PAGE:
Children and Pets
Ownership of pet animals in American families is widespread, with more than half of homes hosting a dog, cat, or other animal. The isolation at home of many people during the COVID-19 pandemic led many families to decide it was time to get a pet. The increased demand for pets has made it difficult to get a “pandemic puppy” in some places.
It is widely assumed that pets are beneficial for children and that children who live with a dog or cat in their home have better mental and physical health outcomes than children without such a pet. However, research on children and pets reveals a more complicated picture. Many considerations, including negative ones, deserve attention before embarking on pet ownership in a family with a child or children.
Benefits for Children
Observers are impressed with the ability of dogs, in particular, to form bonds with human beings and provide the benefits of love and companionship.1Taking care of a dog or a cat can provide a sense of purpose and a feeling of validation and comfort when you wake up or when you come home, and there's a pet who is happy to see you. The emotional attachment with a pet may bring the physical benefit of reduced stress. Caring for a pet may also increase physical activity when playing with the animal or taking it for a walk.
According to the American Academy of Child and Adolescent Psychiatry (AACAP), there are many advantages of pet ownership:2
Other physical and emotional needs fulfilled by pet ownership include:
One study considered the possible benefits of pet dogs for children in four realms:3
The study found no difference between children with and children without a pet dog in body weight, physical activity, or screen time. Having a pet dog in the home was associated with a decreased probability of childhood anxiety. However, additional studies were needed to establish whether the relationship was causal.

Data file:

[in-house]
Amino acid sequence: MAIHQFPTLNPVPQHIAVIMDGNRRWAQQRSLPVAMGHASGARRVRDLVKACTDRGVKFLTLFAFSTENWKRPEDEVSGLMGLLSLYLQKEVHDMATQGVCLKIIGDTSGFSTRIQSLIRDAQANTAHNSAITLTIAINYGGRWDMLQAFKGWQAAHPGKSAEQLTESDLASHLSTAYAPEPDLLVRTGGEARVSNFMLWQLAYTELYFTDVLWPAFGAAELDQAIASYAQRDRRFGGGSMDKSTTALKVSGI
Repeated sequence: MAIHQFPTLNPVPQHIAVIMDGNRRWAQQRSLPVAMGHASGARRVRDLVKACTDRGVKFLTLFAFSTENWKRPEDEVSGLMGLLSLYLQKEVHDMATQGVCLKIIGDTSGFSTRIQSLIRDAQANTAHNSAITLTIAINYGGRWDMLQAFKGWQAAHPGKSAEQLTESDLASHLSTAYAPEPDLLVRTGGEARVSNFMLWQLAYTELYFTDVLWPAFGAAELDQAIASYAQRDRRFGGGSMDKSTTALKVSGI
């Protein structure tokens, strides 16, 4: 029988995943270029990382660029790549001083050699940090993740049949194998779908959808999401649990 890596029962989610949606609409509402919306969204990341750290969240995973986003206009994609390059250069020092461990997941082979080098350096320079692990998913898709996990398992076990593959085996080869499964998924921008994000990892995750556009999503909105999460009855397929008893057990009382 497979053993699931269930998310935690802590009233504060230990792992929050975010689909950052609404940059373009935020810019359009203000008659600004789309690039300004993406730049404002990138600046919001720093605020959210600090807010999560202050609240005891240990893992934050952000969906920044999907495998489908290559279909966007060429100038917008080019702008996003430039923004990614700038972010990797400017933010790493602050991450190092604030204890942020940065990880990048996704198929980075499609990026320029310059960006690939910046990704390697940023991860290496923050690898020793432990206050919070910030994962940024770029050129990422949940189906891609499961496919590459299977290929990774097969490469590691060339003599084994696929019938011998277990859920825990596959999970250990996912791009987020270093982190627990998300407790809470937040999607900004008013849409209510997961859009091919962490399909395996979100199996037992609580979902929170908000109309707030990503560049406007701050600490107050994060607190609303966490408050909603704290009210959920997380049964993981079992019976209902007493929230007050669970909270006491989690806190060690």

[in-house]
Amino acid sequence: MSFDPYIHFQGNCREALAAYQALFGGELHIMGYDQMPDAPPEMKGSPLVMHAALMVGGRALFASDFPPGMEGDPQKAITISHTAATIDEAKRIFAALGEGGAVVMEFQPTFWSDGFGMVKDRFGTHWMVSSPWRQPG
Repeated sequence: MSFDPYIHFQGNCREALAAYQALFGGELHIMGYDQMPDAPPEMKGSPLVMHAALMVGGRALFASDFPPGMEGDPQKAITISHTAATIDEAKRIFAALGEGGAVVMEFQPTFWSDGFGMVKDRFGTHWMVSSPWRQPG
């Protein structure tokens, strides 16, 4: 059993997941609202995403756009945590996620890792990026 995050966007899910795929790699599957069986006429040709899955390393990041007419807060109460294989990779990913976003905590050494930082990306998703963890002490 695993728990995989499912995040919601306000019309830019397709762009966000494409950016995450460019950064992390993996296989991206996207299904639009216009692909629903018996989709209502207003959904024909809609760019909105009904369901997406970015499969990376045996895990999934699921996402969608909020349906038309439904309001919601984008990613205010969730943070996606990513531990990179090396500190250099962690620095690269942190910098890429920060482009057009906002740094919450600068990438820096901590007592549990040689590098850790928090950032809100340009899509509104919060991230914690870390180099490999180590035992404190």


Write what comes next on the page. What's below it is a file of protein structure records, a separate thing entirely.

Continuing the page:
A systematic review of 22 studies considered the potential associations between pet ownership and children's emotional, behavioral, cognitive, educational, and social developmental outcomes.4 The review found evidence for an association between pet ownership and a wide range of emotional health benefits from childhood pet ownership, particularly for self-esteem and loneliness. The findings regarding childhood anxiety and depression were inconclusive.
The 22 studies also showed evidence of an association between pet ownership and educational and cognitive benefits, for example, in perspective-taking abilities and intellectual development. Evidence on behavioral development was unclear due to a lack of high-quality research. The studies on pet ownership and social development provided evidence for an association with increased social competence, social networks, social interaction, and social play behavior.
The authors of the study cautioned that overall, research on pet ownership and the significance of children’s bonds with companion animals has been underexplored; there is a shortage of high-quality and longitudinal studies in all outcomes, and prospective studies that control for a wide range of confounders are required.
The importance of this caution is illustrated by the findings of a RAND study that found that children living with pets were generally better off than children who did not have a pet.5Children raised in families with pets were reported by their parents to:
The pattern of generally better physical and mental health among pet-owning kids was true for children living with cats and with dogs. But according to the study, the conclusion that pets are good for kids turned out to be wrong.
In short, children in homes with dogs or cats were wealthier and had a host of advantageous socioeconomic factors on their side. The RAND researchers adjusted for 20 demographic and socioeconomic differences between households with and without pets using sophisticated statistical regression techniques. They found that demographic and socioeconomic advantages were the real explanation for the apparent relationship between pet ownership and improved health and well-being in children.